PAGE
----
Frequently Asked Questions
Why has the council decided to build council houses?From April 2012, the system of local authority housing finance (known as the housing revenue account, or HRA) underwent the most significant and far reaching change since the war – as local authorities took on full control of managing the income and expenditure relating to housing, without having to deal directly with central government. They can now keep all the rents they receive from their council house tenants. As Winchester City Council owns council houses, they are now able to make their own decisions on how and in what way they invest in tenants' homes. This also means that they can now build new homes using surplus rental income.
How many council houses is Winchester City Council planning to build?According to Winchester City Council’s Housing Development Strategy 2012/13 – 2018/19, the council is planning to build around 30 homes each year for the foreseeable future.
Why has Abbotts Barton been identified as a suitable area for building houses on?The Council owns the Greenfield sites in the Abbotts Barton estate as well as the land on which the garage blocks are built therefore building houses here is a cheap option.
Why have greenfield sites been selected for house building?Cost, it is cheaper to build on land that they already own.
What is a greenfield site or greenfield land?Winchester City Council uses this definition: “Land or sites which have not previously been developed or which were developed but have now blended back into the landscape.”
Haven’t we got enough greenfield space in Winchester?NO, we haven't. The Council’s own Local Plan acknowledges that there is a significant shortfall of play space (12 hectares) and of sports provision (26 hectares) in the town and that therefore the “priority will be to retain existing provision and secure improvements”. In addition, their Policy WT1 – Development Strategy for Winchester Town states that “the spatial planning vision for Winchester Town will be achieved through... retention of existing open space and recreation provision and not releasing this for alternative purposes, given the amount of the existing shortfall”.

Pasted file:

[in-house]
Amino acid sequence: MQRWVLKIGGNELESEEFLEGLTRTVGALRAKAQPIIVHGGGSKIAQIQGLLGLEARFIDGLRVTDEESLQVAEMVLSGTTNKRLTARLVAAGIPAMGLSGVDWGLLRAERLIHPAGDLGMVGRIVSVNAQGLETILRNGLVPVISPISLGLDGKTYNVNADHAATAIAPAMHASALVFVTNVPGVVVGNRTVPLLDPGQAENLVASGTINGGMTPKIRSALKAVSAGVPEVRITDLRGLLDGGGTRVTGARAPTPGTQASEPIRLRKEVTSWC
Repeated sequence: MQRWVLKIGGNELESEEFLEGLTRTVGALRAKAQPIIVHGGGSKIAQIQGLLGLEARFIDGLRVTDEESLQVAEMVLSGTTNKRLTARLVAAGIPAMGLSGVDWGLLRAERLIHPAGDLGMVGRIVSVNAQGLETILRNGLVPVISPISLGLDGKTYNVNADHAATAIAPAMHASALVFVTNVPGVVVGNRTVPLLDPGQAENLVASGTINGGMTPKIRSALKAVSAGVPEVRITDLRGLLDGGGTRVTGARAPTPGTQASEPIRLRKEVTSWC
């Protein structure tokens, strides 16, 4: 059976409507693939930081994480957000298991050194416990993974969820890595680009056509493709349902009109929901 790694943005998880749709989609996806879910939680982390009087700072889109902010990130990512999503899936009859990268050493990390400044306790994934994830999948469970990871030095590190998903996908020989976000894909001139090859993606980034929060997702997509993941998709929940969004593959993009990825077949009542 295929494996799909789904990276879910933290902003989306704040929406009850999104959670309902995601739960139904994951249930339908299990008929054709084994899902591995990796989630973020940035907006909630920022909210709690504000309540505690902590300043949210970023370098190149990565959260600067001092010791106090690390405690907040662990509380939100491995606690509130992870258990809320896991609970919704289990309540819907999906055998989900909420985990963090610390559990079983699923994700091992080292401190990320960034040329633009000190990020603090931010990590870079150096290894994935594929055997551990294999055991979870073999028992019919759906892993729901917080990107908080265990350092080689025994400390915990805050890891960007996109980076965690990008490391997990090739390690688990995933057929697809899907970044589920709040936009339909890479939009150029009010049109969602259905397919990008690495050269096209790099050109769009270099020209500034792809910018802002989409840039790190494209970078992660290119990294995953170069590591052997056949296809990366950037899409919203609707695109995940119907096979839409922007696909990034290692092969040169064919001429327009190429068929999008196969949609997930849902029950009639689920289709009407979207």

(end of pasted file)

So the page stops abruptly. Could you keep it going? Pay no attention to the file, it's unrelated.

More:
So why aren’t the council building on brownfield Sites?In Abbotts Barton, two of the proposed sites - the garage blocks at Austen close and Colbourne Court - are being described as brownfield sites. As we are concerned that the majority of the plans for housing in Abbotts Barton are on Greenfield sites, we have asked the council to provide us with the list of brownfield sites that they have considered or are considering for building council houses on.
The Council’s Local Plan Part 1 states that in the “short to medium term” they would expect to be able to use a “mixture of development and re-development opportunities” to meet the housing targets required (overall housing, not just council housing) and that only “in the longer term” the situation may arise where “Planned greenfield releases may be necessary”. Their decision to use greenfield sites in Abbotts Barton conflicts with this statement.